TARSAL COALITION RESECTION
If you need a Tarsal Coalition Resection, please Schedule an appointment with one of our orthopedic specialists as soon as possible.
What Is A Tarsal Coalition Resection?
Tarsal coalition resection is a surgical procedure performed to treat a tarsal coalition—a condition where two or more tarsal bones in the foot are abnormally fused together, leading to limited foot movement, pain, and discomfort. Tarsal coalitions are typically congenital (present at birth) and can cause problems in adolescence or adulthood when the bones stop growing and the fusion becomes more rigid.
The tarsal bones are a group of seven bones located in the middle and hindfoot regions of the foot. The most commonly affected joints in tarsal coalition are the talocalcaneal (between the talus and calcaneus) and calcaneonavicular (between the calcaneus and navicular) joints.
Tarsal coalition resection involves the following steps:
- Anesthesia: The patient is usually given general anesthesia (to put them to sleep) or regional anesthesia (to numb the lower body) before the surgery.
- Incision: The surgeon makes an incision over the affected tarsal coalition to access the fused bones.
- Bone separation: The surgeon carefully separates the fused tarsal bones, restoring mobility and function to the affected joints.
- Bone removal: In some cases, a small portion of the bone may be removed to ensure complete separation and prevent recurrence of the fusion.
- Soft tissue adjustments: The surgeon may also make adjustments to the surrounding soft tissues, ligaments, or tendons to achieve proper alignment and stability of the foot.
- Closure: After the tarsal coalition resection and any necessary soft tissue adjustments are completed, the incision is closed with sutures, and the surgical site is dressed and bandaged.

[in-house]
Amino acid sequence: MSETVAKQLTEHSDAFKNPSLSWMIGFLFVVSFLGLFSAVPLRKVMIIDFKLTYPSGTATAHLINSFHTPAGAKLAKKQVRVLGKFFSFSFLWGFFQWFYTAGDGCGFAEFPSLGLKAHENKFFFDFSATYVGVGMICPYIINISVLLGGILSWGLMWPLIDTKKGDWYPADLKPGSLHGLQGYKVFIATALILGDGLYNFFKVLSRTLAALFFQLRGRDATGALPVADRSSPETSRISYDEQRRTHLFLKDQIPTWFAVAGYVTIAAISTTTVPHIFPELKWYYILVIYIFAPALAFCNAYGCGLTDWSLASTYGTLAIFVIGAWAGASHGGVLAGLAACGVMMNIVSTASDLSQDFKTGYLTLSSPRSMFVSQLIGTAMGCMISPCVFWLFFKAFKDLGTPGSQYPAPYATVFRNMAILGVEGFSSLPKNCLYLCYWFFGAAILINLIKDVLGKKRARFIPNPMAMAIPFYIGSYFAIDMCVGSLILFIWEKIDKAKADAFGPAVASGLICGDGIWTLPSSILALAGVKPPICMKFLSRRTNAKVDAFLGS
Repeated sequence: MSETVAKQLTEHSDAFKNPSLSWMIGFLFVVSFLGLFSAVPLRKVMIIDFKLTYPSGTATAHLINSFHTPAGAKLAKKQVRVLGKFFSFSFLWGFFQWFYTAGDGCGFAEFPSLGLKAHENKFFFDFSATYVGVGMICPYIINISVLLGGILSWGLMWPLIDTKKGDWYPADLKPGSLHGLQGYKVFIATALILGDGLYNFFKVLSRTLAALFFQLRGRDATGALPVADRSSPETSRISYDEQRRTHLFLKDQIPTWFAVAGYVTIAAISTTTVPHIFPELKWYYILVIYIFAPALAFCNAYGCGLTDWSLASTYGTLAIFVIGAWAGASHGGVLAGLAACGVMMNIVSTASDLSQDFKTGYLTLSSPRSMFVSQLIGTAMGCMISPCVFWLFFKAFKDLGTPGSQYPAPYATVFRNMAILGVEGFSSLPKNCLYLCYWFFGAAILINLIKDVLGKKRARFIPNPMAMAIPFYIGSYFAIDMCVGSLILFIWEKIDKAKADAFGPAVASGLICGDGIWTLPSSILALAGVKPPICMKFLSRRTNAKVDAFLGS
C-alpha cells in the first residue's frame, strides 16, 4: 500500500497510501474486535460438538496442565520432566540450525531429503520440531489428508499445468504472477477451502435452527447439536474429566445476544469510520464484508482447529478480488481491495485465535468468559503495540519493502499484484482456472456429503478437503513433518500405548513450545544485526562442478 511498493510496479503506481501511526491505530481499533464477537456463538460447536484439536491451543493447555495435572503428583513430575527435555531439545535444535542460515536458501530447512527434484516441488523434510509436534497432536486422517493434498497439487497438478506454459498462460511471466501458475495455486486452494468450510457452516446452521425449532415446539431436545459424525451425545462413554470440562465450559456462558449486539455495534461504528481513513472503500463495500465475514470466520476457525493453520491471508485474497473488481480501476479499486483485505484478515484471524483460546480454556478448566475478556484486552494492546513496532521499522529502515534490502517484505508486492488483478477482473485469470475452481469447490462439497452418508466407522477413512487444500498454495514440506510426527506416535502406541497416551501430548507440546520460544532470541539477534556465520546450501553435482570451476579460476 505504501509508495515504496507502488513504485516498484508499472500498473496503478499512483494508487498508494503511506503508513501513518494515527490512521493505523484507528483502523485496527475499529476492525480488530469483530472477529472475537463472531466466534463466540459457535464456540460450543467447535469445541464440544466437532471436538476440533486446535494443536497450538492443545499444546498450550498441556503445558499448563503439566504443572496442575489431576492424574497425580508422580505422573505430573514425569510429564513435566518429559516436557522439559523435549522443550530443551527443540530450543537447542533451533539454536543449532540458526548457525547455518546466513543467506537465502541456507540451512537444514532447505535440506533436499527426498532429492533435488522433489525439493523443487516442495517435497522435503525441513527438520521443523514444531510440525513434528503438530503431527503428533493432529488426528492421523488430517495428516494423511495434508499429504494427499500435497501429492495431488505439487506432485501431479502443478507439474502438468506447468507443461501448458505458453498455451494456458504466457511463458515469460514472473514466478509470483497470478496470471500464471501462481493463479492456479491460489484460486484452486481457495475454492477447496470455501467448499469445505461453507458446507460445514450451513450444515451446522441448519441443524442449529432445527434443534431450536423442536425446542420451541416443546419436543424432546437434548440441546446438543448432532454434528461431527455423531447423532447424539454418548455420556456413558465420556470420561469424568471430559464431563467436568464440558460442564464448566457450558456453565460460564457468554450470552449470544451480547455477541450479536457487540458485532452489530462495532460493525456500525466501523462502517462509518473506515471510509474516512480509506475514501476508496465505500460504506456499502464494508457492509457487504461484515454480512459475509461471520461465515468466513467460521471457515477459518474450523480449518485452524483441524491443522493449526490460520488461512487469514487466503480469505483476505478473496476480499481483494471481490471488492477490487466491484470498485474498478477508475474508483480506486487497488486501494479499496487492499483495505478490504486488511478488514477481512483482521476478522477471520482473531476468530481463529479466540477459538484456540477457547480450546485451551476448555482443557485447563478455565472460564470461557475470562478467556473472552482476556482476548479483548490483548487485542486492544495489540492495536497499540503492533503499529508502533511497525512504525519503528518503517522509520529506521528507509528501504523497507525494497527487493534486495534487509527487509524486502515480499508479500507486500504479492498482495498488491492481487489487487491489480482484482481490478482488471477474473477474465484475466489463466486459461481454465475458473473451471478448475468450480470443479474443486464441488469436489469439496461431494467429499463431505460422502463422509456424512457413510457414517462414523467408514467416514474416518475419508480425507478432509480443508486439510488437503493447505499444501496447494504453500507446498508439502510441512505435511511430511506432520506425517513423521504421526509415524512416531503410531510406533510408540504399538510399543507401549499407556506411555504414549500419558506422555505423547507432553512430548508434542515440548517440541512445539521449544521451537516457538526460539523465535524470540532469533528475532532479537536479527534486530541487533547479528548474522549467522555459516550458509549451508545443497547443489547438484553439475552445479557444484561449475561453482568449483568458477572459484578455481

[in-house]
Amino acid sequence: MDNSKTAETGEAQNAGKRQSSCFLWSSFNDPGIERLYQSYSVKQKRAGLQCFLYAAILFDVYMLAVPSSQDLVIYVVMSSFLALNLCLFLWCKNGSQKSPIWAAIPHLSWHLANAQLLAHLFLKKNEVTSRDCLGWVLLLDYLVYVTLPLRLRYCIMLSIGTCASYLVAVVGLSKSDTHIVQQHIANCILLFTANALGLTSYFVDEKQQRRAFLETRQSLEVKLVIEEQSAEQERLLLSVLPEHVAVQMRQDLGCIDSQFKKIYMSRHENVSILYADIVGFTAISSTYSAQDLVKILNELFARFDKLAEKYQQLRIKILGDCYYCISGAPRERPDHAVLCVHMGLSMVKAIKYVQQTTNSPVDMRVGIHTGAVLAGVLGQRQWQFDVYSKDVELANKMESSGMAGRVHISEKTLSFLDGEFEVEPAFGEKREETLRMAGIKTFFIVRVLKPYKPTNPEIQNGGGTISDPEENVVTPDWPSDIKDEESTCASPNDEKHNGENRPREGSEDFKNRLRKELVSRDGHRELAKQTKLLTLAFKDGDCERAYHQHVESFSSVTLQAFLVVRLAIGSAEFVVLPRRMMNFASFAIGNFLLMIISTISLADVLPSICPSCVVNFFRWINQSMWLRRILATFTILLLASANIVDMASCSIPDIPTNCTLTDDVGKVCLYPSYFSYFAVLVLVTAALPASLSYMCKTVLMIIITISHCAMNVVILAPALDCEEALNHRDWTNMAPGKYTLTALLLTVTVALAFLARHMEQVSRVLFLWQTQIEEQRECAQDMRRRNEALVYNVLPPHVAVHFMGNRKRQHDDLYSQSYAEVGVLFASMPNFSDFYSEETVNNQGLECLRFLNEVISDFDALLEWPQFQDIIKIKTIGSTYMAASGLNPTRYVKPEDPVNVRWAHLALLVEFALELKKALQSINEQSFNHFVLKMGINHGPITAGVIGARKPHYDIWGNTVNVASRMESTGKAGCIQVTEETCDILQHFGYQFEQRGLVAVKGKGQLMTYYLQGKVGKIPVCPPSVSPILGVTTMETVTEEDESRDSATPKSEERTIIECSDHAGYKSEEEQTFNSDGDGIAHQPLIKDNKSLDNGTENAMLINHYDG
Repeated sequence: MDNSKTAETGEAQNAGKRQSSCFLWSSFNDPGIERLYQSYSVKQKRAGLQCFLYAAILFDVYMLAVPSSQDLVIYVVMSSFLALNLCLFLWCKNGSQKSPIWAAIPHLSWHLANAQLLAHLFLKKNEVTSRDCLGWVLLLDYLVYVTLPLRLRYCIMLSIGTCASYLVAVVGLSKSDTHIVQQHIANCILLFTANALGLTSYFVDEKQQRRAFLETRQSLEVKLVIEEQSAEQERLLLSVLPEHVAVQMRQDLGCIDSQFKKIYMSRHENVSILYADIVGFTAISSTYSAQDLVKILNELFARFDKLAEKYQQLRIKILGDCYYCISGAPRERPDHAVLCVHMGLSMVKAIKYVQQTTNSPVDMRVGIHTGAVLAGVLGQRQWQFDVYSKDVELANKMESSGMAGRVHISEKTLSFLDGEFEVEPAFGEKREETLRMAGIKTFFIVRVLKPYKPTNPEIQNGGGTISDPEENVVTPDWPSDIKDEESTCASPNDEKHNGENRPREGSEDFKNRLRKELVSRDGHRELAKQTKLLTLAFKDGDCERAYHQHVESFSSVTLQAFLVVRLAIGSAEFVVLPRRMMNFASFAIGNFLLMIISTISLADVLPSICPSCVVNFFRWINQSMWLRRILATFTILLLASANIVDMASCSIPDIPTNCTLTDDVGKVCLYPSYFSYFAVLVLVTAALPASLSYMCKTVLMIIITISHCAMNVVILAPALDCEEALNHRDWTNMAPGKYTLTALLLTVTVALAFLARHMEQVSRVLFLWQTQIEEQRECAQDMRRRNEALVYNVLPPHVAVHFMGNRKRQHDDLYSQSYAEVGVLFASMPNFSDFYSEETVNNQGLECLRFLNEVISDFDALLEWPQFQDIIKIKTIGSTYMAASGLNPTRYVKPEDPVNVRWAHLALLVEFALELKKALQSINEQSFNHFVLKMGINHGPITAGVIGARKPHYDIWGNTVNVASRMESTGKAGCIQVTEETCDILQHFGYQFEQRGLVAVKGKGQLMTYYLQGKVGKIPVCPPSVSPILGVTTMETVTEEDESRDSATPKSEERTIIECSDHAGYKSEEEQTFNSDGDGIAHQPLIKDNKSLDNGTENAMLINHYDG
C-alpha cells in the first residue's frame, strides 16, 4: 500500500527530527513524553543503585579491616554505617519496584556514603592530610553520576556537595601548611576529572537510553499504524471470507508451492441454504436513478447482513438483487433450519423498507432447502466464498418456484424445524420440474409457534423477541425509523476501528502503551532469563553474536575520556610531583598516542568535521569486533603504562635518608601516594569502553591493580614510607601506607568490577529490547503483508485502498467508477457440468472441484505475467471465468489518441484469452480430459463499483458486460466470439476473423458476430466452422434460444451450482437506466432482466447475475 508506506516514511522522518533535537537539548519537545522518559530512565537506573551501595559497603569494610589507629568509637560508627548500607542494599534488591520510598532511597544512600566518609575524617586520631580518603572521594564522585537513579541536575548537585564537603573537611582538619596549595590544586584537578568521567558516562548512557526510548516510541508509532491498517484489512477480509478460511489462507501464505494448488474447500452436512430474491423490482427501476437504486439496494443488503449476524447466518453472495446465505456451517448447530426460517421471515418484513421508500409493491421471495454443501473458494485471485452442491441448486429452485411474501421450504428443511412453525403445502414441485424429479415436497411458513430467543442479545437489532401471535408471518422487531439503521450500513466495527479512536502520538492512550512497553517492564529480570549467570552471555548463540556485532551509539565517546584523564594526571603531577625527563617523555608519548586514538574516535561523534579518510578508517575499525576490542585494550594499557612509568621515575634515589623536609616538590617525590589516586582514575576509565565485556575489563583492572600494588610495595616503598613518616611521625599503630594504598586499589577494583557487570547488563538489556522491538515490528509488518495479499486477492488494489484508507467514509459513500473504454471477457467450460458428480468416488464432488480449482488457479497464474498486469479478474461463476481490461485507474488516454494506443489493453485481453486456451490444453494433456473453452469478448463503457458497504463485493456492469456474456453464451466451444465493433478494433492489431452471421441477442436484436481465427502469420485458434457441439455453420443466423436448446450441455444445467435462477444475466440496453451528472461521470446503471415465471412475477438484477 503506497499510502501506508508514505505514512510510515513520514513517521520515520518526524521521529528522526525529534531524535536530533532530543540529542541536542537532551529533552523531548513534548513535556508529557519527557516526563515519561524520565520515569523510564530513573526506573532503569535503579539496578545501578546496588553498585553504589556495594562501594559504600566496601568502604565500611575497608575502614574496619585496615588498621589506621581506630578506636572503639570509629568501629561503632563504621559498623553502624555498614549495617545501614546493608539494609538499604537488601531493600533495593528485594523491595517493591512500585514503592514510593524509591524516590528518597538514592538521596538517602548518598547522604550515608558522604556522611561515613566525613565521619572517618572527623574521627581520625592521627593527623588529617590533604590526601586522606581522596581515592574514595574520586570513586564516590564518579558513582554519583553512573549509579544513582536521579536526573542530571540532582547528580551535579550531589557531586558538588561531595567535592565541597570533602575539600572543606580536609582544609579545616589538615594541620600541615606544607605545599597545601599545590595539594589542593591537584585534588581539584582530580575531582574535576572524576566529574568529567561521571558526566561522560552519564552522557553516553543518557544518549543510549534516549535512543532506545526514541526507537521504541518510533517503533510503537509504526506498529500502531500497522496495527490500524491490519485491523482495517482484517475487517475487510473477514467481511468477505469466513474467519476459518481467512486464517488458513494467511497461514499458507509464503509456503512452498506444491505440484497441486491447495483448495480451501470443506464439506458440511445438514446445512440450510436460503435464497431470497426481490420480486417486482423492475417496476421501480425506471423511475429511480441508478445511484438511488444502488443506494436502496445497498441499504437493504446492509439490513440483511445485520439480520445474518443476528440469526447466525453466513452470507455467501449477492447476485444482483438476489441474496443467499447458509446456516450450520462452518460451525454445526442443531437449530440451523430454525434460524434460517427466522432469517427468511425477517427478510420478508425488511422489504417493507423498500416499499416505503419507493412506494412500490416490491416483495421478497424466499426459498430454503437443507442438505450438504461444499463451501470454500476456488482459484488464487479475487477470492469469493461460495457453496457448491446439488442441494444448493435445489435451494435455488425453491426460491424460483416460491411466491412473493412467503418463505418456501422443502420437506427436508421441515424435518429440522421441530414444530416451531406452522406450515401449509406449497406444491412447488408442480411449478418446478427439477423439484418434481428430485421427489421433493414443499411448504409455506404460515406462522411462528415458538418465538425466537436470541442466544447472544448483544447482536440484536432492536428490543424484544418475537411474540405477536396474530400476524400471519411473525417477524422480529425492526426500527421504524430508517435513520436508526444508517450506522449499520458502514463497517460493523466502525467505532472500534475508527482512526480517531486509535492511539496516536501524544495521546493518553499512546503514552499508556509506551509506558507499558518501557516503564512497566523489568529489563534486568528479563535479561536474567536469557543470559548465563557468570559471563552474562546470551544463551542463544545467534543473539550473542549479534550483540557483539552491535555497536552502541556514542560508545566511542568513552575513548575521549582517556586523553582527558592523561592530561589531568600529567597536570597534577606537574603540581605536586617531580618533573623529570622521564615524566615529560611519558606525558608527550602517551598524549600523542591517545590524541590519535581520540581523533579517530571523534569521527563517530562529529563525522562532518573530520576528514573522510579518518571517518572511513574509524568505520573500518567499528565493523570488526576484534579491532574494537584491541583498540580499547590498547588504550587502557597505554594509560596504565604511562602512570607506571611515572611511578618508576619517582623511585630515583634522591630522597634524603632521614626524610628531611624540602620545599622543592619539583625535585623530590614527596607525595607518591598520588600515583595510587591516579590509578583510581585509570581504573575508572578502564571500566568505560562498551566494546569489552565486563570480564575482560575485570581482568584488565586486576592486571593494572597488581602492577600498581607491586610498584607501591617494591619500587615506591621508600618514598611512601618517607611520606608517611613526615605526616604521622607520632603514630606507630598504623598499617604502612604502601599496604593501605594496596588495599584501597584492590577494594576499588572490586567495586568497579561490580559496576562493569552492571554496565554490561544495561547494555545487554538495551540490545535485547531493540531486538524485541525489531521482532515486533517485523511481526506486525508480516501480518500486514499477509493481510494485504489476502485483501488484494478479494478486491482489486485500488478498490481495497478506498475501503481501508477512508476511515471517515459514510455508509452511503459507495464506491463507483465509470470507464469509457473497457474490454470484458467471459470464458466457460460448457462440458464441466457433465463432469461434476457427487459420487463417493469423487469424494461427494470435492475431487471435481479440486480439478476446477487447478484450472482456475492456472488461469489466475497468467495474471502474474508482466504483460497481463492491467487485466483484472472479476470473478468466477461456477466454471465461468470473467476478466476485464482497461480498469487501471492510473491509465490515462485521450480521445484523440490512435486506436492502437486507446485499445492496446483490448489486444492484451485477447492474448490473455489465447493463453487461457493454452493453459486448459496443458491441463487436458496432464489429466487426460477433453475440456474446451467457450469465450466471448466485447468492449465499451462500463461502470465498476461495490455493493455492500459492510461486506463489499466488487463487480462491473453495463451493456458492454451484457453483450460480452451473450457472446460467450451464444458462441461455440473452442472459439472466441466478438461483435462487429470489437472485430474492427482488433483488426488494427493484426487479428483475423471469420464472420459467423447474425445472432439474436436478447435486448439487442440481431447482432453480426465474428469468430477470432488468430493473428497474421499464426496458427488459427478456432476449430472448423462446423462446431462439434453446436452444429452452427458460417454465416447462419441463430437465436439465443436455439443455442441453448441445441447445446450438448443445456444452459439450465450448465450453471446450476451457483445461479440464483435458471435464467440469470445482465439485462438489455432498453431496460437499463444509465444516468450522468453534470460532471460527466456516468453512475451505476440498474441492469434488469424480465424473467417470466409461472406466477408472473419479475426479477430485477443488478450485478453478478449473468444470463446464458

Post-operatively, the patient may need to use crutches or a walker for a period of non-weight-bearing on the affected foot to allow for proper healing of the surgical site. A cast or a specialized boot may also be used to protect the foot during the initial healing phase.
Recovery from tarsal coalition resection involves rest, elevation, and gradual return to weight-bearing activities under the guidance of a foot and ankle specialist. Physical therapy and rehabilitation exercises are essential to regain strength, flexibility, and function in the foot during the recovery process.
Tarsal coalition resection is generally considered an effective treatment for tarsal coalition, as it can relieve pain, restore foot mobility, and improve overall foot function. However, as with any surgical procedure, there are potential risks and complications, including infection, delayed wound healing, and the possibility of recurrent coalition formation.
The decision to undergo tarsal coalition resection is made after a thorough evaluation and discussion with an orthopedic surgeon or a foot and ankle specialist, who will assess the individual’s specific condition, medical history, and overall health to determine if the procedure is the appropriate treatment option.